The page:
The escalation of Moon Knight — yes, that Moon Knight -- into some kind of world-ending power continues in its baffling inexorability
The escalation of Moon Knight into some kind of world-ending power continues in its baffling inexorability, despite any logic or sanity that might hope to stop it. Most of this issue, Marc Spector (Moon Knight's legal name, for anyone who missed it) trades punches with T'Challa, which on its surface sounds insane (T'Challa the Black Panther is a Captain America level power capable of bench pressing 800 pounds) until you remember that the ancient Egyptian moon god Khonshu has empowered someone from a different tradition to be more impressive. There are some side steps with the new watchful presence on the moon, a weird interlude with Iron Man and Captain Marvel (do they hate each other? Like each other? Their whole vibe together is off-putting).
Look … it's hard coming up with actual villains for heroes to fight, actual real threats big enough to warrant the entire Avengers roster, which is now a murderer's row of powers and talents. That's fine. Korvac, the Skrulls, the Kree, the Celestials … it's all been done. Sure. You turn to heroes, but shoot, even the ones with the groovy visual design are jobbers, so you level them up with implausible means. Whatever. That's what they pay you to do, that's what you do. It's part of why there are so many evil Batmen and not, you know, actual new villains.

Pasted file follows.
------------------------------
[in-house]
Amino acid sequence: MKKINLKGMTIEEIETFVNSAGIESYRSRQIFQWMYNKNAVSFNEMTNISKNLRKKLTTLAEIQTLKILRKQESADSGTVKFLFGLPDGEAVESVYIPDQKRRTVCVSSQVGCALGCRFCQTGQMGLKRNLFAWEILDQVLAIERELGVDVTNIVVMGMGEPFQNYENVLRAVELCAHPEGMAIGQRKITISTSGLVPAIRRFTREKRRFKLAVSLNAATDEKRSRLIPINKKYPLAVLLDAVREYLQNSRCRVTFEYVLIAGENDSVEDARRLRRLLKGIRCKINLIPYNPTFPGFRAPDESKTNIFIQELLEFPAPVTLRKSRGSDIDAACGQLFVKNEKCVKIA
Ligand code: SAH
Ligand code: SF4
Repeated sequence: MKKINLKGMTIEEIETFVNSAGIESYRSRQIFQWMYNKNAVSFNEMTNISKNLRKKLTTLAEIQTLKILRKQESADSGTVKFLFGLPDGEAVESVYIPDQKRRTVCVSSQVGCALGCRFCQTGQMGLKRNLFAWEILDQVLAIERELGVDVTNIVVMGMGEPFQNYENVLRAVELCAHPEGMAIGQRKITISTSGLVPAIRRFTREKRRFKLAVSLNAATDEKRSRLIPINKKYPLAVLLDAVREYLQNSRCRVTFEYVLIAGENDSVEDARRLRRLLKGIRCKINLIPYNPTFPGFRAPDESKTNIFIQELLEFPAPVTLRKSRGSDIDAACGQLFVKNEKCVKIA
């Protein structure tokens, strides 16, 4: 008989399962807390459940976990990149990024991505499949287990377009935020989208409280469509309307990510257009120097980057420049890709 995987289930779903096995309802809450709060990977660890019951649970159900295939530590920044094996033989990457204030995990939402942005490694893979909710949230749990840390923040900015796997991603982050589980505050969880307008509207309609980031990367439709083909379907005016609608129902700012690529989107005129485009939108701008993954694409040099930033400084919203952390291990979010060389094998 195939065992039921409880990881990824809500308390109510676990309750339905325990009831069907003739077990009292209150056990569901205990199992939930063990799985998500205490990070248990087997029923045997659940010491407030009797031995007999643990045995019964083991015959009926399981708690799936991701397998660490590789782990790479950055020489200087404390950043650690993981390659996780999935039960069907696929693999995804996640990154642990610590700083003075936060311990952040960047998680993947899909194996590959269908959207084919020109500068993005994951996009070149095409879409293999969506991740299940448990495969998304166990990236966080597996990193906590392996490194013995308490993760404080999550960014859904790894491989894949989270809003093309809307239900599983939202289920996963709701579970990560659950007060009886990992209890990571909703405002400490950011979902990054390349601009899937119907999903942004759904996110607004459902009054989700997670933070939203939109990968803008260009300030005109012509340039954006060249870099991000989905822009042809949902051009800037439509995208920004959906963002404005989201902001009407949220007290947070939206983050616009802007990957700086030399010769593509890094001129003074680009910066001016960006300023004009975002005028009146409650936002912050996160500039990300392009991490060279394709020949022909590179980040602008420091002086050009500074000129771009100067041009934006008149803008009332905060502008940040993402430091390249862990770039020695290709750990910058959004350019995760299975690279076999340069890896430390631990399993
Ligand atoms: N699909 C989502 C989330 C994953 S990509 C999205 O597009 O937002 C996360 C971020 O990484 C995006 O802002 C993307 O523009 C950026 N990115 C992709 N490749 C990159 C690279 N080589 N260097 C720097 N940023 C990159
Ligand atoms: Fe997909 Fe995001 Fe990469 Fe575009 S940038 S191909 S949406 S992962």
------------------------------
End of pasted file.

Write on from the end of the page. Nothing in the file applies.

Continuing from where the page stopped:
The last page twist, however … it just doesn't add up. Beyond the wholly implausible way things haven't added up before. This dips into a whole new level of shenanigans, like Megan Thee Stallion suddenly breaking out and performing the entirety of Phantom of the Opera, all the parts. It's getting into somebody else's lane in a way that doesn't fit. If everybody who had this power before shared a common thread, and you're in polyester, chances are this ain't for you to go colonize, baby.
Nonetheless, here we are. The art team does their best to wrangle this messy narrative, creating visceral fight scenes (the panel with somebody punching themself was actually really good) but it's just too much. Let's just get done with this and pretend it never happened. RATING: NO. JUST … NO.
Hannibal Tabu is a writer, journalist, DJ, poet and designer living in south Los Angeles with his wife and children. He's a winner of the 2012 Top Cow Talent Hunt, winner of the 2018-2019 Cultural Trailblazer award from the City of Los Angeles Department of Cultural Affairs, his weekly comic book review column THE BUY PILE can be found on iHeartRadio's Nerd-O-Rama podcast, his reviews can be found on BleedingCool.com, and more information can be found at his website, www.hannibaltabu.com.
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